With Africa’s population set to soar over the next ten years, it is vital that entrepreneurs are given the opportunity to thrive
The world’s population is set to grow by 1 billion by 2025. Africa, the second most populous continent, should see its population rise from just over 1 billion to nearly 1.5 billion people. How would Africa feed an additional 400 million? How would the continent fi decent jobs for the people coming into the labour market, not to mention the current unemployed? Besides food and jobs, the implications for infrastructure– education, health, housing, water, power and transportation – are staggering.
One thing is certain. While global economic growth will predominantly be generated in emerging economies, the projected growth rate in most is insufficient to meet the needs of the growing population and simultaneously lift masses out of poverty. The forecast is that emerging economies, collectively, will expand by an average of 4.7% per year (more than twice the developed world’s 2.3% rate) between now and 2025. China’s economy has already slowed down considerably, with some analysts putting the growth rate at half of the latest official figure of 7%. India has also experienced a strong contraction. Sub-Saharan Africa is therefore expected to average 6% annual growth.
What is required to deal with this major challenge?
One key solution is entrepreneurship. There has been growing interest in the subject with greater recognition of its importance. Today, entrepreneurs are hailed as role models in society. They dominate the Forbes and Sunday Times rich lists. Many have influenced economies, even the world, with their enterprises and offerings. Several have been exemplary in philanthropy. This notwithstanding, much more remains to be done to harness entrepreneurship, especially in developing countries. For instance, although Africa has many entrepreneurs, it continues to lag behind others in terms of trade, foreign direct investment, competitiveness, business start-up and growth. Most so-called entrepreneurs are actually necessity or survivalist business people – typically running micro- enterprises, generating just enough to support themselves and operating in the informal economy. Necessary, yes but it is hard to think of a country that has developed on the back of these. To transform economies and create jobs, one needs growth-oriented enterprises including agri-businesses. Research in the UK and EU has shown that 4% of fast-growth small and medium-sized enterprises account for 50% of net job creation.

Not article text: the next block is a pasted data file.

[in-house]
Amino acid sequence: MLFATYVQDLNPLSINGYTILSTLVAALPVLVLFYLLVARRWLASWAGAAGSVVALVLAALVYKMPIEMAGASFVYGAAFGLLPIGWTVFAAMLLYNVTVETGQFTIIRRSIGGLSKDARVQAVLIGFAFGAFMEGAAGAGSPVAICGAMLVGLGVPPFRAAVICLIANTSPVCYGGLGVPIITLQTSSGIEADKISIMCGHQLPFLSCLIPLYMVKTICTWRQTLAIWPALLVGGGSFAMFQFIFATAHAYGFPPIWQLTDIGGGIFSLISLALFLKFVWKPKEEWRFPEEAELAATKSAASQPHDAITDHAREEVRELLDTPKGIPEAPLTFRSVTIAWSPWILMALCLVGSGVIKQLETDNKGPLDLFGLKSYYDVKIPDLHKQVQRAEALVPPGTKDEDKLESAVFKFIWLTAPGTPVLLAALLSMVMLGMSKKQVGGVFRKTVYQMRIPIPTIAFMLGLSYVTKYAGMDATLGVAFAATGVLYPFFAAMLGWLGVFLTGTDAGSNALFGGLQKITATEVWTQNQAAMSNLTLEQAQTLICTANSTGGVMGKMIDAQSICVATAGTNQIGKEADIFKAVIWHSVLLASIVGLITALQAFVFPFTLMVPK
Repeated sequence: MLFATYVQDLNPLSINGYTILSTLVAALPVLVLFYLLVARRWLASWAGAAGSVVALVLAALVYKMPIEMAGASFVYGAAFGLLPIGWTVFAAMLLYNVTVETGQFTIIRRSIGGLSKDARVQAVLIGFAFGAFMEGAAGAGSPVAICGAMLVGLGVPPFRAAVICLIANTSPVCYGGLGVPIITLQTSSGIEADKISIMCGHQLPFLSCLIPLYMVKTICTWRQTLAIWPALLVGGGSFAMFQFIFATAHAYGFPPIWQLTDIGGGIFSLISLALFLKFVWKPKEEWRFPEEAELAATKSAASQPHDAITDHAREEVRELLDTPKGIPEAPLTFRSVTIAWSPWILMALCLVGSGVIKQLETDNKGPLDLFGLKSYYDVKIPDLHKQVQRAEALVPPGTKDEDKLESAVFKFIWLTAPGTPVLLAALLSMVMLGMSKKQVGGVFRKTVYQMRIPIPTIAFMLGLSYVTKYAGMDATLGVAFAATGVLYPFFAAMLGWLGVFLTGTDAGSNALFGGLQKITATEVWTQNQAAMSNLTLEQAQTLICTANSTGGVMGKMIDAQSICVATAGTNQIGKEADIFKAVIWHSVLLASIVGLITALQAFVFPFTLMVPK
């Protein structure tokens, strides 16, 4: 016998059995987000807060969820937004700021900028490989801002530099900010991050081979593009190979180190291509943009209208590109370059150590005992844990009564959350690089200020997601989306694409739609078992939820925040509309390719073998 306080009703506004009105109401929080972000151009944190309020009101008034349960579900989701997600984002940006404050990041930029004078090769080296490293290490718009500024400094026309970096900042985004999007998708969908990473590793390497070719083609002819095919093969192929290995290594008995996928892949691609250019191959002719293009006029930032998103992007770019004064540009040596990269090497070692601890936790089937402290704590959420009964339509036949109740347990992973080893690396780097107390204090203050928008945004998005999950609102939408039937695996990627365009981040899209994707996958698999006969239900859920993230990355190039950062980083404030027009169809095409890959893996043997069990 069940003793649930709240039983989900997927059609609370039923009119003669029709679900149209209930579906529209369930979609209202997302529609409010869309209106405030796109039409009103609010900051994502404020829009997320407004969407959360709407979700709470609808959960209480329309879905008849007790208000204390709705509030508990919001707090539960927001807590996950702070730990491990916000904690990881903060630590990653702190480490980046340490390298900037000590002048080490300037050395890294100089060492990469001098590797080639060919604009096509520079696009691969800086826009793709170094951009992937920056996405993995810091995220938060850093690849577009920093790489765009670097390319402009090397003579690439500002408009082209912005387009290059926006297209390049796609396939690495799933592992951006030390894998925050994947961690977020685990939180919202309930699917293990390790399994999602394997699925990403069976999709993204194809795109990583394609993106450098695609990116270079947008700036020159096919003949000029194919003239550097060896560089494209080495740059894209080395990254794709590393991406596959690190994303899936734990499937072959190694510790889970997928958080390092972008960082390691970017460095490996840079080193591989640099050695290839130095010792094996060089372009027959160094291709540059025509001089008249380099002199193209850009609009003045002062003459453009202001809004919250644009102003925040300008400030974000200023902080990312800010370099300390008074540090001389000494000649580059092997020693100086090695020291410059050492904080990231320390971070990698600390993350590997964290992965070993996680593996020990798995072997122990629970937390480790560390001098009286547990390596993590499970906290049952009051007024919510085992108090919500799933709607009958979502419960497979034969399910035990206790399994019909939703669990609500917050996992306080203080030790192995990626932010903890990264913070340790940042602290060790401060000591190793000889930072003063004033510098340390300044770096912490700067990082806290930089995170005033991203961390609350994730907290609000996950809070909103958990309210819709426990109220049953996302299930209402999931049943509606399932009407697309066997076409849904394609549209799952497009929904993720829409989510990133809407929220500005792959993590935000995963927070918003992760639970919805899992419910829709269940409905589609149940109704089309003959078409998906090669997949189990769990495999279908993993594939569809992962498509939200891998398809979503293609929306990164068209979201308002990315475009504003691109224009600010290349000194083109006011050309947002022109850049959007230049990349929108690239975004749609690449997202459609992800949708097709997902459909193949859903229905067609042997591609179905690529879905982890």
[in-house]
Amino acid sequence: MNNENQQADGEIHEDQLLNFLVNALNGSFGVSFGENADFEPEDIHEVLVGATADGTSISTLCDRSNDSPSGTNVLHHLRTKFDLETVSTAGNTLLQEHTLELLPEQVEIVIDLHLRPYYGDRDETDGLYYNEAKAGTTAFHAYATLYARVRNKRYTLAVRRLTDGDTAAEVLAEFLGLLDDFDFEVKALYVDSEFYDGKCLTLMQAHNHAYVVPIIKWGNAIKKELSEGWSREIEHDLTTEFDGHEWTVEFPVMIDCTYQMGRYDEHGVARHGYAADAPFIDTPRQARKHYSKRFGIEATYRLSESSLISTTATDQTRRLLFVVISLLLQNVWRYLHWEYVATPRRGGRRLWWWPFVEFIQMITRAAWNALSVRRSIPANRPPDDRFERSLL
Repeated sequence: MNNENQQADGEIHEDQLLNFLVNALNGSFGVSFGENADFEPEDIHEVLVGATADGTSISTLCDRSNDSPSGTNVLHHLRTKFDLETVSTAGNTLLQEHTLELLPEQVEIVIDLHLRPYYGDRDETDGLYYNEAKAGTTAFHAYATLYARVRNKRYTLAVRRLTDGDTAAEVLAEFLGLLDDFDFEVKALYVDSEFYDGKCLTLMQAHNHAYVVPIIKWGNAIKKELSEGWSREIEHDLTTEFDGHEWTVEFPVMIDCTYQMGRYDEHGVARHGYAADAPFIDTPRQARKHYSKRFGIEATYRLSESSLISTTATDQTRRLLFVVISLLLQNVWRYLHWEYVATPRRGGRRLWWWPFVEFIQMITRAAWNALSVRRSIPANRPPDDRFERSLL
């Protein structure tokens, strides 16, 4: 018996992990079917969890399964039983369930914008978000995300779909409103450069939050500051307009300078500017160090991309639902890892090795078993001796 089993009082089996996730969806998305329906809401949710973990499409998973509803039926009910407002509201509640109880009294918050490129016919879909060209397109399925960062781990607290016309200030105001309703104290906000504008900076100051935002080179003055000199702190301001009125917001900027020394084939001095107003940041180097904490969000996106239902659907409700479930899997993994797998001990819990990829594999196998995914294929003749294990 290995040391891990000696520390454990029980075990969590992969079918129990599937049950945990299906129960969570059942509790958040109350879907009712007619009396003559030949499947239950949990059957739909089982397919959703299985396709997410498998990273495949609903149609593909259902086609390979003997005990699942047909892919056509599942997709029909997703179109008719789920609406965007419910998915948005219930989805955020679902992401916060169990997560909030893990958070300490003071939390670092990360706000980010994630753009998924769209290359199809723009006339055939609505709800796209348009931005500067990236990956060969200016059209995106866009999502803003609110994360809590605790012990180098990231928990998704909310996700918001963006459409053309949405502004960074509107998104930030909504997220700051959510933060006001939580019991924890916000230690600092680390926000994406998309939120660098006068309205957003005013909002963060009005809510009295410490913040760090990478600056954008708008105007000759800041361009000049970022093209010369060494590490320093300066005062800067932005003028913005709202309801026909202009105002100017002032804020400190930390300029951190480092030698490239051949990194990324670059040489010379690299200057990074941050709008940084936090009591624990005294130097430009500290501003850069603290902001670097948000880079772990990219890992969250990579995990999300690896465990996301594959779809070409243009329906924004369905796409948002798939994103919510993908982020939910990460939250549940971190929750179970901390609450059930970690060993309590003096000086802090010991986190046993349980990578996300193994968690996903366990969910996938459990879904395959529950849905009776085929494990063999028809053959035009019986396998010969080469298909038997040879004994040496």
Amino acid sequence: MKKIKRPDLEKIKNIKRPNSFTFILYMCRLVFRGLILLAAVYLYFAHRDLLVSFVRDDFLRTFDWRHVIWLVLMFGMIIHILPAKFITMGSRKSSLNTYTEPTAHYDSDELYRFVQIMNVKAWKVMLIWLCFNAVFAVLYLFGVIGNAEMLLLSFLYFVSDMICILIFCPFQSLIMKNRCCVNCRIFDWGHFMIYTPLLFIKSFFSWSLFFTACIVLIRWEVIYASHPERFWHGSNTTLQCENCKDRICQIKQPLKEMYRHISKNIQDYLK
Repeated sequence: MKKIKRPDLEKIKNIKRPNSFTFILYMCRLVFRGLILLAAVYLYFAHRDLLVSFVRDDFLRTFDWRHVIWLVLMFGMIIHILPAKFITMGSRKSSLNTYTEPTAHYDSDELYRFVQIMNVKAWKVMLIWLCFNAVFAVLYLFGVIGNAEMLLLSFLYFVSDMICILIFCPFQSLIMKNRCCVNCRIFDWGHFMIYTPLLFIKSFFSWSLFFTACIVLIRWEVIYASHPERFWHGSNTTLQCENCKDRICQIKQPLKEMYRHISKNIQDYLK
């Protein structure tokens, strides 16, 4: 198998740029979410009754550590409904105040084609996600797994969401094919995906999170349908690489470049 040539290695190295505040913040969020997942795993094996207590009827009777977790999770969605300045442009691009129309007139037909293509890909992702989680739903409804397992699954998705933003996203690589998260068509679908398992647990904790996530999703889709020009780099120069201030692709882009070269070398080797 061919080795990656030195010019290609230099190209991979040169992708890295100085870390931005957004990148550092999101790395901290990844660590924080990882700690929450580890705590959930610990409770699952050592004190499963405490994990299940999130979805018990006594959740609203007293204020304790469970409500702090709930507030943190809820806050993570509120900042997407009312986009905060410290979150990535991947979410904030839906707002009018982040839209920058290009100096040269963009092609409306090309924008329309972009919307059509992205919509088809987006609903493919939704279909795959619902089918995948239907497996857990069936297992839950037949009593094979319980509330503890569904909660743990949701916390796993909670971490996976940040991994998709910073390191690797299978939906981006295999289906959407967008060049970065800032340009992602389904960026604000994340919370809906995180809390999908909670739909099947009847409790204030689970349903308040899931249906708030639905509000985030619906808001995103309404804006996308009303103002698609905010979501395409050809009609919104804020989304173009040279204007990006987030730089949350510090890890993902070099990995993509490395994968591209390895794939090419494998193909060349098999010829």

It is arguable that, in most developing countries, there is not enough support for entrepreneur- ship development and that most intervention programmes do not work or have failed. Moreover, what passes for entrepreneurship education is really a disparate collection of business studies. The style of teaching is fl wed, focusing not on learning but on inculcating personal entrepreneurial competencies. Intrapreneurship – entrepreneurship in large organisations including the public sector – has received even less attention. Yet, the skills and characteristics required for success in business are also required here. Certainly, an important aspect of economic growth is the key individuals who promote change and initiate development activities. These persons are needed in both private and public sectors. For public servants, who are entrusted with the provision and management of basic services and the entire economy, intrapreneurship is critical.
With less than ten years to go before another billion people arrive, there is little time to waste.